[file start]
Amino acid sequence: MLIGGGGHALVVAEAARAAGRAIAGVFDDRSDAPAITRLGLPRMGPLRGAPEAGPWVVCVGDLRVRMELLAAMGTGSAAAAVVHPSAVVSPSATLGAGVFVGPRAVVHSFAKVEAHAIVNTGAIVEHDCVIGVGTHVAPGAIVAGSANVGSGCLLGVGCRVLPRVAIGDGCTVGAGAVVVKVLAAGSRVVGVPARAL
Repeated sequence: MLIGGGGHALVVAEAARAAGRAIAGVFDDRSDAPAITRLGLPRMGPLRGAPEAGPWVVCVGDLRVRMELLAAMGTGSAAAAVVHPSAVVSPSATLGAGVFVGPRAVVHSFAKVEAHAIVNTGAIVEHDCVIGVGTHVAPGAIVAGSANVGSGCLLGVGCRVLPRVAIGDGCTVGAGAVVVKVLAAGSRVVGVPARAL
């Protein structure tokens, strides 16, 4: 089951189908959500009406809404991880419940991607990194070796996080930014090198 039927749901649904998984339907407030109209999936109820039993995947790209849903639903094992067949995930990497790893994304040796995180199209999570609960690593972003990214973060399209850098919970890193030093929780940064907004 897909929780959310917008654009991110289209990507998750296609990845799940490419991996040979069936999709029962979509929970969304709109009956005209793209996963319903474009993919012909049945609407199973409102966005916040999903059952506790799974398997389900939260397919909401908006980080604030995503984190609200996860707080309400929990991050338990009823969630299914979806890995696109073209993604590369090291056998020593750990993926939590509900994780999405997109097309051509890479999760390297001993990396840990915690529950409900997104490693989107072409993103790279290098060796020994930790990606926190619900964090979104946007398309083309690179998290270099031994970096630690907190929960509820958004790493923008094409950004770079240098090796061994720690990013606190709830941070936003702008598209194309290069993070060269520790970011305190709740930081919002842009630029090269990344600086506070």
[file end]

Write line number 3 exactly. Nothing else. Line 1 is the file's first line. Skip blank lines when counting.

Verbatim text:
């Protein structure tokens, strides 16, 4: 089951189908959500009406809404991880419940991607990194070796996080930014090198 039927749901649904998984339907407030109209999936109820039993995947790209849903639903094992067949995930990497790893994304040796995180199209999570609960690593972003990214973060399209850098919970890193030093929780940064907004 897909929780959310917008654009991110289209990507998750296609990845799940490419991996040979069936999709029962979509929970969304709109009956005209793209996963319903474009993919012909049945609407199973409102966005916040999903059952506790799974398997389900939260397919909401908006980080604030995503984190609200996860707080309400929990991050338990009823969630299914979806890995696109073209993604590369090291056998020593750990993926939590509900994780999405997109097309051509890479999760390297001993990396840990915690529950409900997104490693989107072409993103790279290098060796020994930790990606926190619900964090979104946007398309083309690179998290270099031994970096630690907190929960509820958004790493923008094409950004770079240098090796061994720690990013606190709830941070936003702008598209194309290069993070060269520790970011305190709740930081919002842009630029090269990344600086506070």